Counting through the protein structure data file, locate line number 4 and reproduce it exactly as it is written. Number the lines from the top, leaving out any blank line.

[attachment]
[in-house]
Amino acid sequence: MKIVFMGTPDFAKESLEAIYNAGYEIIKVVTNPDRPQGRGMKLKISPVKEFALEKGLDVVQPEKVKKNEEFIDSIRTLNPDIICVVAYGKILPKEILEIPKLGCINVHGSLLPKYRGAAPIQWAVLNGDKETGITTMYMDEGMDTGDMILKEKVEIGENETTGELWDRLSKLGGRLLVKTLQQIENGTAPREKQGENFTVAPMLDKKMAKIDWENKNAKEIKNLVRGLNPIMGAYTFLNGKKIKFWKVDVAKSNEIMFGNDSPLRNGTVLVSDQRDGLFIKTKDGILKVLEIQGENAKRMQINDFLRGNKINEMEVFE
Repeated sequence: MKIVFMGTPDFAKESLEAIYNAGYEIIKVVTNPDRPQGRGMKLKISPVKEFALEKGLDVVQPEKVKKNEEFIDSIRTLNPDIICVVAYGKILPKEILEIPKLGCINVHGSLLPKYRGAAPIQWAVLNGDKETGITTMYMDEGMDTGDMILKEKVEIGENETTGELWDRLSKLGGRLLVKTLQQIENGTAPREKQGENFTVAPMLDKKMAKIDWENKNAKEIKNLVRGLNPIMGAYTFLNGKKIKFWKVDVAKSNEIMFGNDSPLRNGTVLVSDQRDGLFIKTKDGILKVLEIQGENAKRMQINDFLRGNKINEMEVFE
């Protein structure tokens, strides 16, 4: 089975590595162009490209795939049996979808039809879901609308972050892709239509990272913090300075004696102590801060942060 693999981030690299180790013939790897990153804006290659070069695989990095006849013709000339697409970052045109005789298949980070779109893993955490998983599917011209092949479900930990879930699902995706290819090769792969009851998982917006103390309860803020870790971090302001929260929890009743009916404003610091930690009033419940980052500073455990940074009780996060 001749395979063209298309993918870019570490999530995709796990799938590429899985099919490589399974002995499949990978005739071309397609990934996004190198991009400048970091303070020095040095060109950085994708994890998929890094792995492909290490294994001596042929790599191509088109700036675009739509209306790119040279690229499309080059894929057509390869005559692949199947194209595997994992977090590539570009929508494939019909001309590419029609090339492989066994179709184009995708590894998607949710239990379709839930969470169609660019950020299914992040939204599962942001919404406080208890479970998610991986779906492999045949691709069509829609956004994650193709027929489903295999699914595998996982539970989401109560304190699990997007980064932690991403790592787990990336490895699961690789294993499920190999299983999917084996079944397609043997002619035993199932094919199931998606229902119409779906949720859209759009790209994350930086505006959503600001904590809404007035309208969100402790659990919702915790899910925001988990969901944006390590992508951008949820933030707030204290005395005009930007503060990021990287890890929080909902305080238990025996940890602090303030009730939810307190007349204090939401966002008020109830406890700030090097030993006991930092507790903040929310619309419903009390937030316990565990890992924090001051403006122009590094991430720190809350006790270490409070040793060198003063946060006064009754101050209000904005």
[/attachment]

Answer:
């Protein structure tokens, strides 16, 4: 089975590595162009490209795939049996979808039809879901609308972050892709239509990272913090300075004696102590801060942060 693999981030690299180790013939790897990153804006290659070069695989990095006849013709000339697409970052045109005789298949980070779109893993955490998983599917011209092949479900930990879930699902995706290819090769792969009851998982917006103390309860803020870790971090302001929260929890009743009916404003610091930690009033419940980052500073455990940074009780996060 001749395979063209298309993918870019570490999530995709796990799938590429899985099919490589399974002995499949990978005739071309397609990934996004190198991009400048970091303070020095040095060109950085994708994890998929890094792995492909290490294994001596042929790599191509088109700036675009739509209306790119040279690229499309080059894929057509390869005559692949199947194209595997994992977090590539570009929508494939019909001309590419029609090339492989066994179709184009995708590894998607949710239990379709839930969470169609660019950020299914992040939204599962942001919404406080208890479970998610991986779906492999045949691709069509829609956004994650193709027929489903295999699914595998996982539970989401109560304190699990997007980064932690991403790592787990990336490895699961690789294993499920190999299983999917084996079944397609043997002619035993199932094919199931998606229902119409779906949720859209759009790209994350930086505006959503600001904590809404007035309208969100402790659990919702915790899910925001988990969901944006390590992508951008949820933030707030204290005395005009930007503060990021990287890890929080909902305080238990025996940890602090303030009730939810307190007349204090939401966002008020109830406890700030090097030993006991930092507790903040929310619309419903009390937030316990565990890992924090001051403006122009590094991430720190809350006790270490409070040793060198003063946060006064009754101050209000904005």